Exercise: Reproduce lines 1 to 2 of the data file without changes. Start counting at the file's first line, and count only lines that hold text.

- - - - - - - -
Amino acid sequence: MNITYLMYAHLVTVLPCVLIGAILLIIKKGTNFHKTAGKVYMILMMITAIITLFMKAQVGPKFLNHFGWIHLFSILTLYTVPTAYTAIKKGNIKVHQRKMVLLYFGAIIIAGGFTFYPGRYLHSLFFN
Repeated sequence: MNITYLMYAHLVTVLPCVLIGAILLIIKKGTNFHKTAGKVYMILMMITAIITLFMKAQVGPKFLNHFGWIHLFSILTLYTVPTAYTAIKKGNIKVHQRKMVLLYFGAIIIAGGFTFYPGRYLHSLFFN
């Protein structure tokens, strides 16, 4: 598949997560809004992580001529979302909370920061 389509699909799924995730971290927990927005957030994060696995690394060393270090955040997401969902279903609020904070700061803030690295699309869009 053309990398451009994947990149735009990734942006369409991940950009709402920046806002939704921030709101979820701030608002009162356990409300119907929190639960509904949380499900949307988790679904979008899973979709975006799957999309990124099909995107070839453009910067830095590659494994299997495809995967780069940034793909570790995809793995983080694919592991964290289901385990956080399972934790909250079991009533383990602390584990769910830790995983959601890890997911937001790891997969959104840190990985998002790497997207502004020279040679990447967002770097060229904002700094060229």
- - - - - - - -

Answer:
Amino acid sequence: MNITYLMYAHLVTVLPCVLIGAILLIIKKGTNFHKTAGKVYMILMMITAIITLFMKAQVGPKFLNHFGWIHLFSILTLYTVPTAYTAIKKGNIKVHQRKMVLLYFGAIIIAGGFTFYPGRYLHSLFFN
Repeated sequence: MNITYLMYAHLVTVLPCVLIGAILLIIKKGTNFHKTAGKVYMILMMITAIITLFMKAQVGPKFLNHFGWIHLFSILTLYTVPTAYTAIKKGNIKVHQRKMVLLYFGAIIIAGGFTFYPGRYLHSLFFN